A Mom for the 40th Time
The world’s oldest known wild bird the Laysan albatross (Phoebastria immutabilis), named Wisdom, is at least 65 years old.
Wildlife officials at the Midway Atoll National Wildlife Refuge in Hawaii saw her lay an egg on Nov. 28, 2015, (her 40th) and incubate it for several weeks.
The gray chick cracked out of its shell on Feb. 1. But Wisdom wasn’t there when the baby chick hatched: She had headed out to sea on Jan. 20, leaving her mate on nest duty.
Wildlife officials named the chick Kukini, which means “messenger” in Hawaiian.
When researchers first tagged Wisdom in 1956, she was already a breeding adult. The iconic bird has raised at least eight chicks since 2006, and even survived the 2011 tsunami in Japan.
“She is breaking longevity records of previously banded birds by at least a decade,” Peyton said. “With over a million albatross on Midway Atoll alone, this shows just how much is left to learn about the natural world around us.”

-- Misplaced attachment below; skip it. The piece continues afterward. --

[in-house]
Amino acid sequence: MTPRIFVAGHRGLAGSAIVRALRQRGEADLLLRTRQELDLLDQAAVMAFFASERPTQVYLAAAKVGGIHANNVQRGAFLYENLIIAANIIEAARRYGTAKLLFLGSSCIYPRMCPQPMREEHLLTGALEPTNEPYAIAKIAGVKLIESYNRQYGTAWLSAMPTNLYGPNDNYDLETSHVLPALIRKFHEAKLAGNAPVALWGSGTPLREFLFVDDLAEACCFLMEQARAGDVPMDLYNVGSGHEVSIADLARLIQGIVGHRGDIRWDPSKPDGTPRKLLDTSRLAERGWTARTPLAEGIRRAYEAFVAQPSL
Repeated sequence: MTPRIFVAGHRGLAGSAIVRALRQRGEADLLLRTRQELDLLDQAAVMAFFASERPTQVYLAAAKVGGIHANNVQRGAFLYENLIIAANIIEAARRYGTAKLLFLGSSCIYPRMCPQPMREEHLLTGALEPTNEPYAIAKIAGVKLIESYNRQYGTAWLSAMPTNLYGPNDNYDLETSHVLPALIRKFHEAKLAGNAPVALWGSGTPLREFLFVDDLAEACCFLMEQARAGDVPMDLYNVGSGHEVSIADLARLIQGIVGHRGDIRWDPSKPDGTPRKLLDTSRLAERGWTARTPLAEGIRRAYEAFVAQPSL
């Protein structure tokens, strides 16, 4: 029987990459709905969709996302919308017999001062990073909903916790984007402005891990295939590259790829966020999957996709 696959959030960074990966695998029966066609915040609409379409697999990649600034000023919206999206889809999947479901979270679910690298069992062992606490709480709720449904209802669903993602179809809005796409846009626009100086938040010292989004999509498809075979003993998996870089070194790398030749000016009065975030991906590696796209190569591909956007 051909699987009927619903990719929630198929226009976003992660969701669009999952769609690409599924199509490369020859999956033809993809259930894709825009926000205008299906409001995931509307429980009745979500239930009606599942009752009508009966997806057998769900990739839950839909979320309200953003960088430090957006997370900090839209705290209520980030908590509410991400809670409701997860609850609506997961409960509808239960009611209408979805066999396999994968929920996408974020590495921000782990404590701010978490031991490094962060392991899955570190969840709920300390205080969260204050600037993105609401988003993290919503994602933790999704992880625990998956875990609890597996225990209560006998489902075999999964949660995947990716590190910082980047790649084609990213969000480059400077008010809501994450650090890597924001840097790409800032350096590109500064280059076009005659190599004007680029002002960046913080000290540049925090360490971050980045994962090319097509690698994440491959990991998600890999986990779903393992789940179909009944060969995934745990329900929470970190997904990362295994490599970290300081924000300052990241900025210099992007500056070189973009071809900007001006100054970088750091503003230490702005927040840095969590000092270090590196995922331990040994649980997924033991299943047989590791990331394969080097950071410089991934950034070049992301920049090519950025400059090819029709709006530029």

Since her banding on Midway Atoll, Wisdom has likely flown more than 3 million miles (4.8 million kilometers) around the Pacific.
Bruce Peterjohn, chief of the Patuxent Wildlife Research Center’s National Bird Banding Laboratory said “What is also miraculous is that biologist Chandler Robbins, who banded her as a breeding adult in 1956 on Midway Atoll, sighted her 46 years later near the same nesting location.”
These days, Robbins is 97, and still occasionally comes to work to check on the birds. However, Wisdom and Kukini aren’t the only birds he follows.
There are about 470,000 albatross nests on the entire atoll, and each nest represents two adults, bringing the total breeding population to 940,000. These birds arrive at Midway in late November to lay eggs, search for a mate, rest or practice their mating dance skills, wildlife experts said.
Original article on Live Science.
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